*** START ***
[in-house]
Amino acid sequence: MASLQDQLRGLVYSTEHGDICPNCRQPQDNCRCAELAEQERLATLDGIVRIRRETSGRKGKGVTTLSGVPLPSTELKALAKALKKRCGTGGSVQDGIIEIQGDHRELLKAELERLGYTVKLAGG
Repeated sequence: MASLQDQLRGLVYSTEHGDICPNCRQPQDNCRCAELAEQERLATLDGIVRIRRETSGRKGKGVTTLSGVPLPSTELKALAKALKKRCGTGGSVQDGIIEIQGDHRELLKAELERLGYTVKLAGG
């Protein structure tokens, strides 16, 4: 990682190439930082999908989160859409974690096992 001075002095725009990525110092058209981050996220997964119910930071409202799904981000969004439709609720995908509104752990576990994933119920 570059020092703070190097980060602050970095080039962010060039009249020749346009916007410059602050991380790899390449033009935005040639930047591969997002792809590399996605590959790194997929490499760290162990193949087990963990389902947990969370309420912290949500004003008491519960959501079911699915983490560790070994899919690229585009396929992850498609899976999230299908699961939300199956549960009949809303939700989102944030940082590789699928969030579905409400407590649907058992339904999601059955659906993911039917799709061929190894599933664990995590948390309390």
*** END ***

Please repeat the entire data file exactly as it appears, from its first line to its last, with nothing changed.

[in-house]
Amino acid sequence: MASLQDQLRGLVYSTEHGDICPNCRQPQDNCRCAELAEQERLATLDGIVRIRRETSGRKGKGVTTLSGVPLPSTELKALAKALKKRCGTGGSVQDGIIEIQGDHRELLKAELERLGYTVKLAGG
Repeated sequence: MASLQDQLRGLVYSTEHGDICPNCRQPQDNCRCAELAEQERLATLDGIVRIRRETSGRKGKGVTTLSGVPLPSTELKALAKALKKRCGTGGSVQDGIIEIQGDHRELLKAELERLGYTVKLAGG
């Protein structure tokens, strides 16, 4: 990682190439930082999908989160859409974690096992 001075002095725009990525110092058209981050996220997964119910930071409202799904981000969004439709609720995908509104752990576990994933119920 570059020092703070190097980060602050970095080039962010060039009249020749346009916007410059602050991380790899390449033009935005040639930047591969997002792809590399996605590959790194997929490499760290162990193949087990963990389902947990969370309420912290949500004003008491519960959501079911699915983490560790070994899919690229585009396929992850498609899976999230299908699961939300199956549960009949809303939700989102944030940082590789699928969030579905409400407590649907058992339904999601059955659906993911039917799709061929190894599933664990995590948390309390």